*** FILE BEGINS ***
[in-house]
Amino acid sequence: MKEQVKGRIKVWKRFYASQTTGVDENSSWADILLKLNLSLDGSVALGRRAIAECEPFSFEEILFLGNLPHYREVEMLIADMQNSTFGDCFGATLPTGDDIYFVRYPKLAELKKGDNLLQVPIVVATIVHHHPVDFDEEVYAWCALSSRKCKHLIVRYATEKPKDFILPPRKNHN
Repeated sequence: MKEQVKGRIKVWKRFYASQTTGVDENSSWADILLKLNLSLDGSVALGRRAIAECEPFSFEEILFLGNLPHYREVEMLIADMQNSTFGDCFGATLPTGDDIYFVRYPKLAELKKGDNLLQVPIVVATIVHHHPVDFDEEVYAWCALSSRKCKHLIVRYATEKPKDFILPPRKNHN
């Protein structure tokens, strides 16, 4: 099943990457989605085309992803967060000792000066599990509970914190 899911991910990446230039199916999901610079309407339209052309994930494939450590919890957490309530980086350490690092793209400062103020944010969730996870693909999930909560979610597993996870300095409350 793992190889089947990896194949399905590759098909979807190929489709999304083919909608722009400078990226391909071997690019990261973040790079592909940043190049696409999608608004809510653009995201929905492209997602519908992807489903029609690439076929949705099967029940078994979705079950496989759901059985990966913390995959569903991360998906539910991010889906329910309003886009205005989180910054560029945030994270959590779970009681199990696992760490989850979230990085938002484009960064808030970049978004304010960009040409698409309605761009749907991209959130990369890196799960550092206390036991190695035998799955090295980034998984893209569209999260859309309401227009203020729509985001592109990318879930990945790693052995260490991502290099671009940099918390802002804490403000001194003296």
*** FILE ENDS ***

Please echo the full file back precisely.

[in-house]
Amino acid sequence: MKEQVKGRIKVWKRFYASQTTGVDENSSWADILLKLNLSLDGSVALGRRAIAECEPFSFEEILFLGNLPHYREVEMLIADMQNSTFGDCFGATLPTGDDIYFVRYPKLAELKKGDNLLQVPIVVATIVHHHPVDFDEEVYAWCALSSRKCKHLIVRYATEKPKDFILPPRKNHN
Repeated sequence: MKEQVKGRIKVWKRFYASQTTGVDENSSWADILLKLNLSLDGSVALGRRAIAECEPFSFEEILFLGNLPHYREVEMLIADMQNSTFGDCFGATLPTGDDIYFVRYPKLAELKKGDNLLQVPIVVATIVHHHPVDFDEEVYAWCALSSRKCKHLIVRYATEKPKDFILPPRKNHN
């Protein structure tokens, strides 16, 4: 099943990457989605085309992803967060000792000066599990509970914190 899911991910990446230039199916999901610079309407339209052309994930494939450590919890957490309530980086350490690092793209400062103020944010969730996870693909999930909560979610597993996870300095409350 793992190889089947990896194949399905590759098909979807190929489709999304083919909608722009400078990226391909071997690019990261973040790079592909940043190049696409999608608004809510653009995201929905492209997602519908992807489903029609690439076929949705099967029940078994979705079950496989759901059985990966913390995959569903991360998906539910991010889906329910309003886009205005989180910054560029945030994270959590779970009681199990696992760490989850979230990085938002484009960064808030970049978004304010960009040409698409309605761009749907991209959130990369890196799960550092206390036991190695035998799955090295980034998984893209569209999260859309309401227009203020729509985001592109990318879930990945790693052995260490991502290099671009940099918390802002804490403000001194003296």